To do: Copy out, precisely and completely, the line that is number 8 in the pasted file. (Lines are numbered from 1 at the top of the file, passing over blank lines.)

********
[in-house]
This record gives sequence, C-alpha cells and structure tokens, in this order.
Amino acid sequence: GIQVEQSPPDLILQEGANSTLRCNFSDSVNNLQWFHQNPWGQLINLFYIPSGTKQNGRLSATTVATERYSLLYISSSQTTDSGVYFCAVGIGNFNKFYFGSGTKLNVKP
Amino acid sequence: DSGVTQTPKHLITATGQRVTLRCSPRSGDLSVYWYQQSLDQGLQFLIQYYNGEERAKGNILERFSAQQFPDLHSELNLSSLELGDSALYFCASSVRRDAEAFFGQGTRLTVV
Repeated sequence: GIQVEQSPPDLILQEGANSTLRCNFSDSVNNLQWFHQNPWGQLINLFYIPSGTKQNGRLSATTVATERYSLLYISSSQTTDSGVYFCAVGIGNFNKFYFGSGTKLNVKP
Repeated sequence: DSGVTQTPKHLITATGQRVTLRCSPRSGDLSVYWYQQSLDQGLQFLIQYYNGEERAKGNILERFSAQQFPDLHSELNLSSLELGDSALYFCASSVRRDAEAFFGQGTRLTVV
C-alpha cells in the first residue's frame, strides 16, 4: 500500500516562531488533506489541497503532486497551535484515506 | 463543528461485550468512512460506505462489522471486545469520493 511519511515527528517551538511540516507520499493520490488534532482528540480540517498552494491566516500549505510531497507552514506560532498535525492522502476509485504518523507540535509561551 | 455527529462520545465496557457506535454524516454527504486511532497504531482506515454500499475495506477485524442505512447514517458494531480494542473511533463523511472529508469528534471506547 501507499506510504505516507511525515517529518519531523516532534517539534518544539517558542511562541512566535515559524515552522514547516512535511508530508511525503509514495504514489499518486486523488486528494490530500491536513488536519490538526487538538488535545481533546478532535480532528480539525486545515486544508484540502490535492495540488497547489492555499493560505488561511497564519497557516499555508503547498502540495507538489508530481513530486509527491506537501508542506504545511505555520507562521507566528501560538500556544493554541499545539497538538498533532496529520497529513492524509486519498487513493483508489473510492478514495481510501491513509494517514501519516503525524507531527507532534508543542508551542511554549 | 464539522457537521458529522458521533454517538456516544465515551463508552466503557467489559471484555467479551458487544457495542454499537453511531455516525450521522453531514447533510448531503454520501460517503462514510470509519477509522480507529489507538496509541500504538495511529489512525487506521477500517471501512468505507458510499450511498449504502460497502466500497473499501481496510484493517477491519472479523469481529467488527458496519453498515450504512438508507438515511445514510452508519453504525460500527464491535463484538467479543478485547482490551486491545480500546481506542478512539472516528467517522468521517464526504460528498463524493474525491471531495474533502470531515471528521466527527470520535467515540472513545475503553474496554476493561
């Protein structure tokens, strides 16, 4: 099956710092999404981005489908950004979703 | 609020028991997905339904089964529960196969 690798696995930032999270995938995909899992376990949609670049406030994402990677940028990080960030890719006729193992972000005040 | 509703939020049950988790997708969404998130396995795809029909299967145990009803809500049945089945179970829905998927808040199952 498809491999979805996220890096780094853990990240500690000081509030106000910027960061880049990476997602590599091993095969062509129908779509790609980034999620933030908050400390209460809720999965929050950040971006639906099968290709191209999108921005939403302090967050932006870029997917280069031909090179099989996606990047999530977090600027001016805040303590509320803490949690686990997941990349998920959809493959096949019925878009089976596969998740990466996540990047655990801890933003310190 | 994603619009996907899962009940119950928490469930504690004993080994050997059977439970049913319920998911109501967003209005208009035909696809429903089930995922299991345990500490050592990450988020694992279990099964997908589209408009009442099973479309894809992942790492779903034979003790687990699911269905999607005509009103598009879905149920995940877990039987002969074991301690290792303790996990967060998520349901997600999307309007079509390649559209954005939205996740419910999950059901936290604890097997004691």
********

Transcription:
């Protein structure tokens, strides 16, 4: 099956710092999404981005489908950004979703 | 609020028991997905339904089964529960196969 690798696995930032999270995938995909899992376990949609670049406030994402990677940028990080960030890719006729193992972000005040 | 509703939020049950988790997708969404998130396995795809029909299967145990009803809500049945089945179970829905998927808040199952 498809491999979805996220890096780094853990990240500690000081509030106000910027960061880049990476997602590599091993095969062509129908779509790609980034999620933030908050400390209460809720999965929050950040971006639906099968290709191209999108921005939403302090967050932006870029997917280069031909090179099989996606990047999530977090600027001016805040303590509320803490949690686990997941990349998920959809493959096949019925878009089976596969998740990466996540990047655990801890933003310190 | 994603619009996907899962009940119950928490469930504690004993080994050997059977439970049913319920998911109501967003209005208009035909696809429903089930995922299991345990500490050592990450988020694992279990099964997908589209408009009442099973479309894809992942790492779903034979003790687990699911269905999607005509009103598009879905149920995940877990039987002969074991301690290792303790996990967060998520349901997600999307309007079509390649559209954005939205996740419910999950059901936290604890097997004691």